Precisely so at Athens, on the very same journey
to which the Thessalonian Epistles must belong,
the Apostle repeats this doctrine, with the variation
needed for more cultivated hearers, when he shows
how God had winked at times of ignorance, yet had
made men to bear such traces of His image, that they
never ceased to feel after their Heavenly Father out
of the midst of their thick darkness. b

3. But again it is alleged, that we can discover the
human workings of the mind of the Apostle, as it
wavers between the opposite sides of a question, and
as he loses the logical control over his argument, and
is tossed from side to side, in the tentative progress
from hesitation to faith (1 1). The proof of this position
is commonly made out by limiting the Apostle's words,
on each aspect of the question, to a narrower meaning
than we can conceive them to possess ; and by applying
the stigma of wavering or contradiction to a method
which is simply meant to bring out great truths in all
their breadth and fulness, by an emphatic assertion
of the contrasted alternatives, which are respectively
necessary to give expression to the whole revelation.
On this subject 1 must refer to some remarks which
1 have previously offered. A fair solution of the
difficulty may be found, I think, in every instance,

a Acts xiv. 1G, 17. b Acts xvii. 27,30. c Lecture III.


by prefixing to the argument the broad conception
which is meant to be divided; and then marking the
steps through which the Apostle unfolds it, as he
presents us with first one view of truth, and then the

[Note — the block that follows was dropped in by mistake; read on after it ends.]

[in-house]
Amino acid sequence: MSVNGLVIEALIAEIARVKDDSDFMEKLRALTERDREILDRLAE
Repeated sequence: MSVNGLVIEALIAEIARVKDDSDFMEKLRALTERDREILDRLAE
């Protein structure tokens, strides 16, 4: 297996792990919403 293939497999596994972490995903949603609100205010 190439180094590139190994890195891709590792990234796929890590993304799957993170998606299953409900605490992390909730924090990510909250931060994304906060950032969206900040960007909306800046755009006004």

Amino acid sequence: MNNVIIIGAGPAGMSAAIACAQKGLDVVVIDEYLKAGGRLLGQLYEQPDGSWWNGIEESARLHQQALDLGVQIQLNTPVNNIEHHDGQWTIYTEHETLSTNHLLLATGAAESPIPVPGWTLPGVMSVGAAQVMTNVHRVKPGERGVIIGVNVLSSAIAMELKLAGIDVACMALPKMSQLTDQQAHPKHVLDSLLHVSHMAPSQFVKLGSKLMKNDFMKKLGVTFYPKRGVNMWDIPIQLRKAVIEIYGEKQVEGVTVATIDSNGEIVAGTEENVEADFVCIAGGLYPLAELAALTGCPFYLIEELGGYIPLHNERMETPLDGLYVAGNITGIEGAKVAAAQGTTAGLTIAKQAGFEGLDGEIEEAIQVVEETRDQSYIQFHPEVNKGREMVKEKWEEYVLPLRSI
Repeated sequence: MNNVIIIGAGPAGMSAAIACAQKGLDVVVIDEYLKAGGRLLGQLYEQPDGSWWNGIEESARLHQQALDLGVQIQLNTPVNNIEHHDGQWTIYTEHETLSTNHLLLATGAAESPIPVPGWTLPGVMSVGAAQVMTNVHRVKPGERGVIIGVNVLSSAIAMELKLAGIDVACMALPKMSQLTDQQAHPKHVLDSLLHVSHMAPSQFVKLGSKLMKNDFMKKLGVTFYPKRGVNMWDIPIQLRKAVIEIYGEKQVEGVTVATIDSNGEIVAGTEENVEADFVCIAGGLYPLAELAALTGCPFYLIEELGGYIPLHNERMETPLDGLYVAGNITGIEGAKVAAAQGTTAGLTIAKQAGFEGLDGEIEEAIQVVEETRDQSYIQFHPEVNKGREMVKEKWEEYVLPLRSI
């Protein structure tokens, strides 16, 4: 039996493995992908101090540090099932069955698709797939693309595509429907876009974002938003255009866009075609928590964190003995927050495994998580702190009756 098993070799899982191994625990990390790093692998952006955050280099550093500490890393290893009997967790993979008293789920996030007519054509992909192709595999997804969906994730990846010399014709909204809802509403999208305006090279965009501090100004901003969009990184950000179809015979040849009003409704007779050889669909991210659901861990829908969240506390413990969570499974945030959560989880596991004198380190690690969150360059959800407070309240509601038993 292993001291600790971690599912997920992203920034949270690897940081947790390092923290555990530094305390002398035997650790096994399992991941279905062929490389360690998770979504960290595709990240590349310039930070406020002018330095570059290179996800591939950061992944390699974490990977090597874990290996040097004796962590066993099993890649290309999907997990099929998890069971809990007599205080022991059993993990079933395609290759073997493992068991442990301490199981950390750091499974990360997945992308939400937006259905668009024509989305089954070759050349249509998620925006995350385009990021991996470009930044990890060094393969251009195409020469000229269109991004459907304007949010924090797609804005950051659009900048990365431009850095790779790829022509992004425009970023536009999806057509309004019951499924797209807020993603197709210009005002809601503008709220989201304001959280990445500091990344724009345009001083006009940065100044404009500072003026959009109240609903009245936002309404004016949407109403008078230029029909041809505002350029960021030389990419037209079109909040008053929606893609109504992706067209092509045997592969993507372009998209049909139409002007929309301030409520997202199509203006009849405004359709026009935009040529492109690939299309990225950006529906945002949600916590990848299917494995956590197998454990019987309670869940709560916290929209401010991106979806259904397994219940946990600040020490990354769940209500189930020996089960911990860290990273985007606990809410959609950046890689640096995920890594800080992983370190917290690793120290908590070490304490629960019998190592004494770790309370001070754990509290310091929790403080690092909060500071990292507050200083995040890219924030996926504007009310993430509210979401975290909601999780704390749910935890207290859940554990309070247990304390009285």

other, urging with strenuous zeal the claims of each
on our acceptance, and leaving to obedient faith, or
the enlightened spirit, the duty of grasping the
connection between them.

For a brief illustration of the Apostle's method, we
might turn to his statements in the Epistle to the
Romans on the presence, the nature, and the operation
of a law (12). We may speak of the laws of God in three
main senses, according as we wish to describe, now a
fact of mere uniformity in nature ; now the supreme
authority, which imposed that uniformity by the
action of His will ; and now those principles of moral
obligation, which fix the eternal landmarks between
right and wrong. In this third sense, with which alone
we are now concerned, law denotes revealed know-
ledge, connected with the conception of authority,
obligation, or constraint. The term includes the
teaching both of conscience and of special revelation ;
and the law of revelation is subdivided again, accord-
ing to the two leading dispensations, into the Law of
Moses and the Law of Christ.

Beginning from this outline, we may classify the
usage of St. Paul. The constituent elements, I say,
of moral law are knowledge and constraint. At one
time, then, he applies the word in its vaguest sense
to the law which was written on the hearts of the
Gentiles, where both light and obligation existed


only with their feeblest power. In a second and
far more copious class of instances, he uses the word
for the Mosaic dispensation, where the Law was as
clear as God's hand could write it, and as inflexible as
the granite (13) on which it was inscribed. Against
both of these laws mankind had offended, with a
uniformity which established a tyranny of wicked-
ness, and so constituted, under a third usage, the
law of sin and death, a law of evil, which mocks
God's uniformities, while it displaces His obligation
by the bondage of a more bitter service. Fourthly,
the Gospel brought in a clearer light and easier